“Have no fear of perfection,” said Salvador Dali, “you’ll never reach it.” Three weeks into 2014, I’m quite sure he’s right. Old habits die hard. New resolutions fall flat. We seek the perfect life, the perfect mate, the perfect body. They’re out of reach. Even setting our sights a little lower (I’d like to be more generous, more prayerful, less flustered), given thirty days to form a habit, chances are we’ll have cemented some bad ones.
The Bible might not appear to help in this pursuit. It throws perfection in our sights but makes some heavy demands: “Be perfect, as your heavenly Father is perfect” says Jesus (Matt. 5:48), and later, ‘If you want to be perfect, go, sell your possessions and give to the poor” (Matt. 19:21). Which begs the question, what kind of perfection do we want? Physical? Material? Ethical? Spiritual?… If we seek the kind that Jesus is talking about, if we want to do right, try as we might we find ourselves compromised. ‘I do not understand what I do,’ wrote the Apostle Paul, ‘for what I want to do I do not do, but what I hate I do’ (Rom. 7:15).
So how is perfection to be achieved? I think there are two steps to pursuing perfection well: first, ask what sort of perfection is in view; second, stop pursuing the wrong sort and start pursuing the right.
He didn’t have a house in Orange County, I’m not aware he had the perfect body, and some of his relationships were disasters. Yet it is widely attested that Jesus led a perfect life. What does that mean? What sort of perfect is in view? Does it mean Jesus never made mistakes? Never left his bed untidy? Never threw food as a toddler? I don’t think so. The Bible tells us that Jesus was fully divine and fully human. Humans can make mistakes without sinning. Humans start to smell if they don’t wash. Humans age, get grey hair, get angry, hungry. They make friends who are dear to them, they make friends who are cruel to them. Humans have limited success. In these respects, indeed in every respect, Jesus was perfectly human. A perfectly real person.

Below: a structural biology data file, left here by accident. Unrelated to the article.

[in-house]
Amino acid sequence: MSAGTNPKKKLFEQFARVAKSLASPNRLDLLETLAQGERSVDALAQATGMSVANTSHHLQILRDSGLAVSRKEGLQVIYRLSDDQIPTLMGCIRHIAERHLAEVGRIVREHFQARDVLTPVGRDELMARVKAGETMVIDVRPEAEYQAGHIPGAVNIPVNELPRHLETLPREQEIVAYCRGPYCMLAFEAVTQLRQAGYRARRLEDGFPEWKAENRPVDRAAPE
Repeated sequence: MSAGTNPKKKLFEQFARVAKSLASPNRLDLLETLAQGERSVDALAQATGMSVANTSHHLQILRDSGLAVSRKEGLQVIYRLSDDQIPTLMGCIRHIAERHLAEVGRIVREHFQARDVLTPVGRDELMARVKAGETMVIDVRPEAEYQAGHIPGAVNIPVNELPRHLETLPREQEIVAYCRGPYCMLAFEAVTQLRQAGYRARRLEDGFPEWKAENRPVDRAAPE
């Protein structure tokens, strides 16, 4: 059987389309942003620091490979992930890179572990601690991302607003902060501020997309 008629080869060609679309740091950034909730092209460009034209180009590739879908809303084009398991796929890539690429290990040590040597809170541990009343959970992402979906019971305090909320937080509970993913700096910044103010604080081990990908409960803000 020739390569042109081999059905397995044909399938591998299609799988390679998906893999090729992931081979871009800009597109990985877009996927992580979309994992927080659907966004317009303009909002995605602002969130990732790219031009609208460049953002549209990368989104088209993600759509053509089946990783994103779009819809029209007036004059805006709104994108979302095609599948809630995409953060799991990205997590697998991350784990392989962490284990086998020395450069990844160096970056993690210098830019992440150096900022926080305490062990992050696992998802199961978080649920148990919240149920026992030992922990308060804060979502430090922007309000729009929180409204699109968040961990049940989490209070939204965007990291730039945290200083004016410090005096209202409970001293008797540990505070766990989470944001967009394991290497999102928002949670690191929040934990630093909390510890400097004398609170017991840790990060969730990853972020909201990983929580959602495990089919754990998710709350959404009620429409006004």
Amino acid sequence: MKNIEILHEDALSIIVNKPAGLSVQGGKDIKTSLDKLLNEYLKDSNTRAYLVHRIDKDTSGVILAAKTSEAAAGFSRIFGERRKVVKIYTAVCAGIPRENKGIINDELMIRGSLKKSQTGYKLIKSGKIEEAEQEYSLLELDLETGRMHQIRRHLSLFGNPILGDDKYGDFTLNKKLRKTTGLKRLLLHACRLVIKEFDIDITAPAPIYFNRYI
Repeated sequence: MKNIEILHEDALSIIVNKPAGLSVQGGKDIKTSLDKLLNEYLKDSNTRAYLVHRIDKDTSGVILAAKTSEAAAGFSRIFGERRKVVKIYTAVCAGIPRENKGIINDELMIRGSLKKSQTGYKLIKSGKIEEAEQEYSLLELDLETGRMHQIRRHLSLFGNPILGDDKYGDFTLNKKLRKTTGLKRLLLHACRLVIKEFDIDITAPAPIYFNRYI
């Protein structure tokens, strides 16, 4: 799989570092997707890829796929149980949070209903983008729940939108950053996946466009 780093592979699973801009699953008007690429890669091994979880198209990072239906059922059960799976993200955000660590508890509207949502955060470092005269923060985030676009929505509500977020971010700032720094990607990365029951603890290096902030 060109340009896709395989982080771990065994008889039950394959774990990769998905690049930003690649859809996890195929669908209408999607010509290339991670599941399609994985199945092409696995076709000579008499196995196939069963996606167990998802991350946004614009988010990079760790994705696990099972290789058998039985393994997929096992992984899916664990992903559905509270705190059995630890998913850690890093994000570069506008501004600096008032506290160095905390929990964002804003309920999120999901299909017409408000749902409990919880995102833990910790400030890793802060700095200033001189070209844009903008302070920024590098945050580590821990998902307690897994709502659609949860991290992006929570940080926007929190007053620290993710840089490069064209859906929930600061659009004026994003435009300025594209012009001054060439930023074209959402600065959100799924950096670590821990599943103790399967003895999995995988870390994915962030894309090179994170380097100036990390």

The kind of perfection the Bible has in view is not a size 10 wrinkle-free everything-we-touch-turns-to-gold successful kind of perfect. It’s not bloated, botoxed, self-congratulatory. It’s earthy, experienced, aging, heart-brimming and heartbroken. It’s winning and losing and trying. It’s wounding and apologising. It’s a pursuit of sinlessness, blamelessness, justice and mercy, not through personal achievement, but through an ever increasing dependence on a merciful, loving, life-changing God. Ironically, it’s through offering to God our imperfection, through confession and exposure of our flaws, that Jesus, ‘the author and perfecter of our faith,’ perfects us.
Nobody would call me perfect, but strangely, the more I acknowledge this, the more I get the feeling Jesus might.